The Episcopal Church has often been described as a "pragmatic" church...Anglicanism offers a practice of common worship...[The prayer book] provides the forms that outline our practice of the Christian faith, shaped principally by worship.
Opening the Prayer Book by Jeffery Lee, page 7,Cowley Publications 1999.
1. We have Christ's teaching and example in the Lord's Prayer, and in the temple and synagogue worship in which He participated.
2. The church, from the beginning, has used such forms of prayer and worship, not only the Lord's Prayer, but also psalms, hymns, the Aaronic blessing (Numbers 6:22-26), and others which were used by the Jews. Traces of early liturgies are found in the New Testament (Romans: 10:9; 1 Corinthians 11:23-27; Ephesians 5:14; 1 Timothy 3:16; 2 Timothy 2: 11-13).
3. We believe the Holy Spirit inspired the church to create forms which are universal, true in faith, expressing the wisdom of the ages far more perfectly than any individual could invent.
4. By using written prayers, the whole congregation can pray together, and not rely on impromptu prayers offered by the minister, who may not always be inspired to find adequate words to express the prayers of the people.
5. These prayers create a unity and fellowship with other Christians in all places and ages who have used them in their worship.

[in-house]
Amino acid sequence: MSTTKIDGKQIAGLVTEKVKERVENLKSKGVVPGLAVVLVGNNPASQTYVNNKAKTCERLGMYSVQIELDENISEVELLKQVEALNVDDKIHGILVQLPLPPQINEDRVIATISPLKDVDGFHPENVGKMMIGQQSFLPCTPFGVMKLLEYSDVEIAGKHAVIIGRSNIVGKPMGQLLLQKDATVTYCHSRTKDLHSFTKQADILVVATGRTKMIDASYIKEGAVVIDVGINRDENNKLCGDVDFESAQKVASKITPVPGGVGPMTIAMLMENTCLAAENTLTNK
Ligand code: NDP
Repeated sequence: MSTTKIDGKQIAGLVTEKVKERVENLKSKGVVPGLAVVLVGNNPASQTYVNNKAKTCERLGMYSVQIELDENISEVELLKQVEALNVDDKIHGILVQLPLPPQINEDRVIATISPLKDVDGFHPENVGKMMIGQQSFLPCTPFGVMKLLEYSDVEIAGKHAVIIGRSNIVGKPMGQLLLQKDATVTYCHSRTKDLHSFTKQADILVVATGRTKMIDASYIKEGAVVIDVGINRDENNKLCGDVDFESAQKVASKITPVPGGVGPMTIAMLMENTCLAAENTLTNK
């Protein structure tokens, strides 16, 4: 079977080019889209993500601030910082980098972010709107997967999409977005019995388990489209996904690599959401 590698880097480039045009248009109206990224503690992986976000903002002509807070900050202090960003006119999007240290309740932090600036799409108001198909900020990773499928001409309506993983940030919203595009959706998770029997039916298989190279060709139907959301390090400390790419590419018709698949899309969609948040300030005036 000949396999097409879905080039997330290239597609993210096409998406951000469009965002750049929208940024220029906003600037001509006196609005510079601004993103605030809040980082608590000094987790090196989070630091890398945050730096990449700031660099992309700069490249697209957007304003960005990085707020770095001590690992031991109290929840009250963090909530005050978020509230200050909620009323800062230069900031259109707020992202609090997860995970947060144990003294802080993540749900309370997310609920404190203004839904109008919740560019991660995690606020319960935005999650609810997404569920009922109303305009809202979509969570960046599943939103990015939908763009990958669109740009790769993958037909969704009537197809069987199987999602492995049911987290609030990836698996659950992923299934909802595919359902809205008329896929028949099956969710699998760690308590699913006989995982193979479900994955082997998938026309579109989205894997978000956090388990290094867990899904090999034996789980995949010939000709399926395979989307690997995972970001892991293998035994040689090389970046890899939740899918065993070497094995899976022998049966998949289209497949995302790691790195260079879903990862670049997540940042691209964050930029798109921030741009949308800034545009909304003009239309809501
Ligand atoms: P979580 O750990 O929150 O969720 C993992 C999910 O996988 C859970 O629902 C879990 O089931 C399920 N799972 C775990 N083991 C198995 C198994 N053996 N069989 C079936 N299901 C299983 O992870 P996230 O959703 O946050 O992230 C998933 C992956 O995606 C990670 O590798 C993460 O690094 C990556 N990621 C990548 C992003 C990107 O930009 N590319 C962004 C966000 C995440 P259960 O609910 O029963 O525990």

The Episcopal Church is a pragmatic Church...it emphasizes the behaviors, the habits, the practices that make up Christian living. The Episcopal church is a pragmatic church with a mystical edge. To be a member of the church you do the perfectly ordinary things the church does...
To do these ordinary things, however, is to invite and risk being grasped by the living God. The Book of Common Prayer is an outline for what the church does to become itself, to become what it is by grace, the body of Christ.
From Opening the Prayer Book by Jeffery Lee page 124, Cowley Publications 1999.
The Book of Common Prayer is the book members of our faith use to worship, both together and in private devotion. It contains prayers, praises, and selections from the Bible to be used at different times and occasions. It offers us services for daily use, such as Morning and Evening Prayer, with a section that provides us with daily lessons so that, by following them, we may read almost the entire Bible in an orderly sequence during a two-year cycle as well as services for Sundays with a section indicating the Sunday lessons in a three-year cycle so that we may read almost all the Bible by following it.(Book of Common Prayer pages 37-126; 934-995).
There are services for communion, and to mark every major event of our lives: birth, growth, marriage, children, work, sickness, thanksgiving, sin, and death. The Prayer Book is based on the biblical and historical faith of the church, and it meets our needs as children of God, living in today's world, with all its joys and problems.
based on Questions On the Way, pages 75-76, Beverly D. Tucker and William H. Swatos,Jr.
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